SUE E. et al., Petitioners, v. The SUPERIOR COURT of Los Angeles County, Respondent; LOS ANGELES COUNTY DEPARTMENT OF CHILDREN AND FAMILY SERVICES, Real Party in Interest.
Petitioner Sue E. is the mother of Angela W., a dependent child of the juvenile court. Petitioner Jay W. is Angela's father. By separate petitions for writs of mandate, Sue and Jay challenge the juvenile court's order of January 6, 1997 setting a hearing under Welfare and Institutions Code section 366.26 1 for the selection and implementation of a permanent plan for Angela, with the possibility of termination of the parental relationship. Petitioners challenge the juvenile court's findings (1) reasonable reunification services were provided to them by real party (the Department), and (2) there would be a substantial risk of detriment to Angela's physical or emotional well-being if she were returned to petitioners. Both petitioners further assert their petitions are filed, “regardless of the presence or absence of (perceived) meritorious issues,” in order to preserve petitioners' right to appeal from any irregularities which may occur during the selection and implementation hearing (§ 366.26) which has been set for May 8, 1997. We will deny the petitions, as there is substantial evidence in the record to support the juvenile court's findings challenged by petitioners. We will also address the question whether a party must file a writ petition challenging the juvenile court's decision to set a section 366.26 hearing in order to preserve the right to appeal from matters which may later occur during, or in connection with, the 366.26 hearing. We will conclude no such filing is required.
The record discloses petitioners Sue and Jay first came to the attention of Children's Protection Services (CPS) in Albuquerque, New Mexico in July of 1993, after petitioners repeatedly missed appointments to take their ten-month-old daughter Starla, who suffered from a club foot condition, to an orthopedic surgeon. In April 1994 CPS, which had begun to assist Sue and Jay with a multitude of problems within the family, investigated the death of Starla's four-month old sibling, Stephanie, and determined Stephanie died of salmonella poisoning probably contracted from eating rotten food given her by petitioners. In the summer of 1994, Sue and Jay having failed to comply with the family preservation plan prepared by CPS and with Starla's detention imminent, they left New Mexico and travelled to Lancaster, California, where they immediately came to the attention of the Department. A section 300 petition filed by the Department in July 1994 alleged Starla was severely neglected. Starla was ordered detained, and in its subsequent investigation of the family history in New Mexico the Department learned the following: CPS had provided intensive services, with daily visits, to assist the family in addressing its serious problems. Sue suffered from developmental delays and possible mental retardation. Jay abused drugs and alcohol. Their home was in a filthy condition, with overflowing trash cans, rotten food everywhere, animal feces scattered on the floors, narcotics and drug paraphernalia in plain view, and roaches roaming through the home freely. After five weeks of family preservation services CPS determined Starla's detention was necessary in view of the perceived danger to her physical and mental health, and it was at this time that Jay and Sue left New Mexico for California.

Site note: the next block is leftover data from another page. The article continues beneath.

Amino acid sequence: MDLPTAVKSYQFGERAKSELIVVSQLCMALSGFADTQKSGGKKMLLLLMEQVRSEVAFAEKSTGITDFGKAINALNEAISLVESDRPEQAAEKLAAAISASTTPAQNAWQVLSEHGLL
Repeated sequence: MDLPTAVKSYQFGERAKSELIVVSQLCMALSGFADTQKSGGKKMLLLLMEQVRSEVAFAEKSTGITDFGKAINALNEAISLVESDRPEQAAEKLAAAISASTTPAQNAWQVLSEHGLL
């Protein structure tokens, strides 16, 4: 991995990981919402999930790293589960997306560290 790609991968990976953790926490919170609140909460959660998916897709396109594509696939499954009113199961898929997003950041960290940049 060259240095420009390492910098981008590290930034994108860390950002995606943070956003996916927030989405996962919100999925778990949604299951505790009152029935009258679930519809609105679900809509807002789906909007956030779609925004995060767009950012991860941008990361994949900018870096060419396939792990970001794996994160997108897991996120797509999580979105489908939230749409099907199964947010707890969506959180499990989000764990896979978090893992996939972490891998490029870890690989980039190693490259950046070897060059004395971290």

As of October 1994 Sue and Jay were living in Lancaster in a disheveled truck, and they had failed to enroll in any of the programs which had been offered to them by the Department, which included individual counseling tailored to petitioners' special needs, especially in view of Sue's inability to read or to grasp concepts and the recent death of Stephanie. Reports prepared by the Department after Starla was declared a dependent of the court confirmed Sue's functional illiteracy, her denial of responsibility for Stephanie's death or for the filthy condition of her living quarters, and her lack of capacity to bond with or care for a young child. The Department's reunification services included regular home visits, referrals for treatment and counseling, referrals for parenting programs, a referral to a program to help Sue learn to read, and monitored visitation. Petitioners made little progress however in complying with the court-ordered programs. They failed to complete parenting classes, Sue was incarcerated for a brief period, they changed their address without notifying the Department, and they showed no improvement in parenting skills.